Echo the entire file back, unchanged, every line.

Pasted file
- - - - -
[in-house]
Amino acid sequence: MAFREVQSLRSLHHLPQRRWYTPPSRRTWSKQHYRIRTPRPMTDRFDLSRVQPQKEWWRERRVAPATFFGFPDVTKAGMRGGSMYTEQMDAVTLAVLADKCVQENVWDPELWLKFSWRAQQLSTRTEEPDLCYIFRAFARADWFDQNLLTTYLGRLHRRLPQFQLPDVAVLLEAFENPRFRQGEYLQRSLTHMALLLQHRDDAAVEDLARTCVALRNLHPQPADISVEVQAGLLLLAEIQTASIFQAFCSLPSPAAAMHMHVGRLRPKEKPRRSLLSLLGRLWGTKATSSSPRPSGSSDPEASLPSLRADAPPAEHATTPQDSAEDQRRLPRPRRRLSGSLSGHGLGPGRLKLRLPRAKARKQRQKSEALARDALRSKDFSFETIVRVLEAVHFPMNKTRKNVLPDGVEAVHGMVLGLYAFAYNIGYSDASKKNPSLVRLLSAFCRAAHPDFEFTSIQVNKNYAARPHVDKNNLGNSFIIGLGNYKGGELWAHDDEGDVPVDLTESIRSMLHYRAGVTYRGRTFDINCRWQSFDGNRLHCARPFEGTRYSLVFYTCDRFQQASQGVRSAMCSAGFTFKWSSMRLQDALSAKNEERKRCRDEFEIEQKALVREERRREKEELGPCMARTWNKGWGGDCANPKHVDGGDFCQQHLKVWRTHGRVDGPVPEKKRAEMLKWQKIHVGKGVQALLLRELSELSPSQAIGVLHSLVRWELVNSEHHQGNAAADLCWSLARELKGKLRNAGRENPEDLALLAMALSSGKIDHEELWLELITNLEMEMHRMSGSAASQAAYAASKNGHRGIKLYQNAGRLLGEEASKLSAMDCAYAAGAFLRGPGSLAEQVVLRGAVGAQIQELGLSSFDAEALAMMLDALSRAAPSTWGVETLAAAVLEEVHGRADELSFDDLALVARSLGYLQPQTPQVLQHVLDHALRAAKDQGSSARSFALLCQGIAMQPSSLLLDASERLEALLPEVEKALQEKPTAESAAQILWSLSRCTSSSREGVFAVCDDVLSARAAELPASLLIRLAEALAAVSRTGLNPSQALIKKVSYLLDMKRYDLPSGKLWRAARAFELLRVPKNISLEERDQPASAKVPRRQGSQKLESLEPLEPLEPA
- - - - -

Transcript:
[in-house]
Amino acid sequence: MAFREVQSLRSLHHLPQRRWYTPPSRRTWSKQHYRIRTPRPMTDRFDLSRVQPQKEWWRERRVAPATFFGFPDVTKAGMRGGSMYTEQMDAVTLAVLADKCVQENVWDPELWLKFSWRAQQLSTRTEEPDLCYIFRAFARADWFDQNLLTTYLGRLHRRLPQFQLPDVAVLLEAFENPRFRQGEYLQRSLTHMALLLQHRDDAAVEDLARTCVALRNLHPQPADISVEVQAGLLLLAEIQTASIFQAFCSLPSPAAAMHMHVGRLRPKEKPRRSLLSLLGRLWGTKATSSSPRPSGSSDPEASLPSLRADAPPAEHATTPQDSAEDQRRLPRPRRRLSGSLSGHGLGPGRLKLRLPRAKARKQRQKSEALARDALRSKDFSFETIVRVLEAVHFPMNKTRKNVLPDGVEAVHGMVLGLYAFAYNIGYSDASKKNPSLVRLLSAFCRAAHPDFEFTSIQVNKNYAARPHVDKNNLGNSFIIGLGNYKGGELWAHDDEGDVPVDLTESIRSMLHYRAGVTYRGRTFDINCRWQSFDGNRLHCARPFEGTRYSLVFYTCDRFQQASQGVRSAMCSAGFTFKWSSMRLQDALSAKNEERKRCRDEFEIEQKALVREERRREKEELGPCMARTWNKGWGGDCANPKHVDGGDFCQQHLKVWRTHGRVDGPVPEKKRAEMLKWQKIHVGKGVQALLLRELSELSPSQAIGVLHSLVRWELVNSEHHQGNAAADLCWSLARELKGKLRNAGRENPEDLALLAMALSSGKIDHEELWLELITNLEMEMHRMSGSAASQAAYAASKNGHRGIKLYQNAGRLLGEEASKLSAMDCAYAAGAFLRGPGSLAEQVVLRGAVGAQIQELGLSSFDAEALAMMLDALSRAAPSTWGVETLAAAVLEEVHGRADELSFDDLALVARSLGYLQPQTPQVLQHVLDHALRAAKDQGSSARSFALLCQGIAMQPSSLLLDASERLEALLPEVEKALQEKPTAESAAQILWSLSRCTSSSREGVFAVCDDVLSARAAELPASLLIRLAEALAAVSRTGLNPSQALIKKVSYLLDMKRYDLPSGKLWRAARAFELLRVPKNISLEERDQPASAKVPRRQGSQKLESLEPLEPLEPA